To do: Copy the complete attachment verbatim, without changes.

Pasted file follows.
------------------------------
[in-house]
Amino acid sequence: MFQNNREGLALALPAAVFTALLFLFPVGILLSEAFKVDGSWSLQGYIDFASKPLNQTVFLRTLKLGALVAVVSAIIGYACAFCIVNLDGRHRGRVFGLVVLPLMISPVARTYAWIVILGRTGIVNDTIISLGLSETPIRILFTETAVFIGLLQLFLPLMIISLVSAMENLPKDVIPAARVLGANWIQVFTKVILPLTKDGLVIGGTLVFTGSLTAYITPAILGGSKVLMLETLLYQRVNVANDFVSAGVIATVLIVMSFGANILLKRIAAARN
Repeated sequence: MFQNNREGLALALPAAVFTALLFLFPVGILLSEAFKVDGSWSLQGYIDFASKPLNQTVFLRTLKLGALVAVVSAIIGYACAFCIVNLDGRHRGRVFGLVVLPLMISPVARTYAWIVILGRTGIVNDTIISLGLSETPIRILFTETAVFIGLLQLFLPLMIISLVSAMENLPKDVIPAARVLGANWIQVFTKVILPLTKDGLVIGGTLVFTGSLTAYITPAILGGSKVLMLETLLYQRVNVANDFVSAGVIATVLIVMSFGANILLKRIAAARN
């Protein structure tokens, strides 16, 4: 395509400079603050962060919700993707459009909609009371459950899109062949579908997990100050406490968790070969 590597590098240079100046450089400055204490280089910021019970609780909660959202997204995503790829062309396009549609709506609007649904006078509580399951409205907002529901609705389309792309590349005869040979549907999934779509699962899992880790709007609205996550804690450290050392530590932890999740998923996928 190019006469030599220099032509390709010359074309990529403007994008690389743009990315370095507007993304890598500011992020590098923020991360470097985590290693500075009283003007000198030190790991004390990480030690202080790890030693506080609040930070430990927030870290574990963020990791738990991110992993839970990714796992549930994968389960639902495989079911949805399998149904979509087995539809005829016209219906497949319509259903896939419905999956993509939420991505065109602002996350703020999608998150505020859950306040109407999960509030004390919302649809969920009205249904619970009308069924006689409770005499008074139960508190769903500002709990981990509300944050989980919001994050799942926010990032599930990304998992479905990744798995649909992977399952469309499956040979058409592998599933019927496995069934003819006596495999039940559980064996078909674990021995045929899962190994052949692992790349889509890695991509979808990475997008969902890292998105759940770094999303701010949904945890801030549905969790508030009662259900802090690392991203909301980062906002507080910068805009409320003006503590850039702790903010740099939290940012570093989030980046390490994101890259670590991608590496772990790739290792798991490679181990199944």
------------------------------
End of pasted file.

[in-house]
Amino acid sequence: MFQNNREGLALALPAAVFTALLFLFPVGILLSEAFKVDGSWSLQGYIDFASKPLNQTVFLRTLKLGALVAVVSAIIGYACAFCIVNLDGRHRGRVFGLVVLPLMISPVARTYAWIVILGRTGIVNDTIISLGLSETPIRILFTETAVFIGLLQLFLPLMIISLVSAMENLPKDVIPAARVLGANWIQVFTKVILPLTKDGLVIGGTLVFTGSLTAYITPAILGGSKVLMLETLLYQRVNVANDFVSAGVIATVLIVMSFGANILLKRIAAARN
Repeated sequence: MFQNNREGLALALPAAVFTALLFLFPVGILLSEAFKVDGSWSLQGYIDFASKPLNQTVFLRTLKLGALVAVVSAIIGYACAFCIVNLDGRHRGRVFGLVVLPLMISPVARTYAWIVILGRTGIVNDTIISLGLSETPIRILFTETAVFIGLLQLFLPLMIISLVSAMENLPKDVIPAARVLGANWIQVFTKVILPLTKDGLVIGGTLVFTGSLTAYITPAILGGSKVLMLETLLYQRVNVANDFVSAGVIATVLIVMSFGANILLKRIAAARN
């Protein structure tokens, strides 16, 4: 395509400079603050962060919700993707459009909609009371459950899109062949579908997990100050406490968790070969 590597590098240079100046450089400055204490280089910021019970609780909660959202997204995503790829062309396009549609709506609007649904006078509580399951409205907002529901609705389309792309590349005869040979549907999934779509699962899992880790709007609205996550804690450290050392530590932890999740998923996928 190019006469030599220099032509390709010359074309990529403007994008690389743009990315370095507007993304890598500011992020590098923020991360470097985590290693500075009283003007000198030190790991004390990480030690202080790890030693506080609040930070430990927030870290574990963020990791738990991110992993839970990714796992549930994968389960639902495989079911949805399998149904979509087995539809005829016209219906497949319509259903896939419905999956993509939420991505065109602002996350703020999608998150505020859950306040109407999960509030004390919302649809969920009205249904619970009308069924006689409770005499008074139960508190769903500002709990981990509300944050989980919001994050799942926010990032599930990304998992479905990744798995649909992977399952469309499956040979058409592998599933019927496995069934003819006596495999039940559980064996078909674990021995045929899962190994052949692992790349889509890695991509979808990475997008969902890292998105759940770094999303701010949904945890801030549905969790508030009662259900802090690392991203909301980062906002507080910068805009409320003006503590850039702790903010740099939290940012570093989030980046390490994101890259670590991608590496772990790739290792798991490679181990199944």